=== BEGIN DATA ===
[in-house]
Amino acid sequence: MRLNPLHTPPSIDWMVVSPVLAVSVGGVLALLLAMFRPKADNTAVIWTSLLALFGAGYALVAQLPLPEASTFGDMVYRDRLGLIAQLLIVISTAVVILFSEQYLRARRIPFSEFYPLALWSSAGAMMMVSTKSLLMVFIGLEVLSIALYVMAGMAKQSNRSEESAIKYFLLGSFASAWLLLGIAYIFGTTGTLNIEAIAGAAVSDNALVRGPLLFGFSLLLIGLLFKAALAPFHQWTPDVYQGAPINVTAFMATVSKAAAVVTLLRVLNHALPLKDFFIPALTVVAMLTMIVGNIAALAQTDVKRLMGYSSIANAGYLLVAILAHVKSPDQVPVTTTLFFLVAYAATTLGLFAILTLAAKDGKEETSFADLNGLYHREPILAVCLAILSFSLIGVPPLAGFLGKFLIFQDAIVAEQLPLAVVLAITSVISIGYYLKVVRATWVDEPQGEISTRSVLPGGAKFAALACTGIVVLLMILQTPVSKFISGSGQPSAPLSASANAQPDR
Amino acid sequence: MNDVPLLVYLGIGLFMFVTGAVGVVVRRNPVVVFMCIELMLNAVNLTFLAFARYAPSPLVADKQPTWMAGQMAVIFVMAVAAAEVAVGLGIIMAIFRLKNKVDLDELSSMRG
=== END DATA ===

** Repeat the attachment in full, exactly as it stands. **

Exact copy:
[in-house]
Amino acid sequence: MRLNPLHTPPSIDWMVVSPVLAVSVGGVLALLLAMFRPKADNTAVIWTSLLALFGAGYALVAQLPLPEASTFGDMVYRDRLGLIAQLLIVISTAVVILFSEQYLRARRIPFSEFYPLALWSSAGAMMMVSTKSLLMVFIGLEVLSIALYVMAGMAKQSNRSEESAIKYFLLGSFASAWLLLGIAYIFGTTGTLNIEAIAGAAVSDNALVRGPLLFGFSLLLIGLLFKAALAPFHQWTPDVYQGAPINVTAFMATVSKAAAVVTLLRVLNHALPLKDFFIPALTVVAMLTMIVGNIAALAQTDVKRLMGYSSIANAGYLLVAILAHVKSPDQVPVTTTLFFLVAYAATTLGLFAILTLAAKDGKEETSFADLNGLYHREPILAVCLAILSFSLIGVPPLAGFLGKFLIFQDAIVAEQLPLAVVLAITSVISIGYYLKVVRATWVDEPQGEISTRSVLPGGAKFAALACTGIVVLLMILQTPVSKFISGSGQPSAPLSASANAQPDR
Amino acid sequence: MNDVPLLVYLGIGLFMFVTGAVGVVVRRNPVVVFMCIELMLNAVNLTFLAFARYAPSPLVADKQPTWMAGQMAVIFVMAVAAAEVAVGLGIIMAIFRLKNKVDLDELSSMRG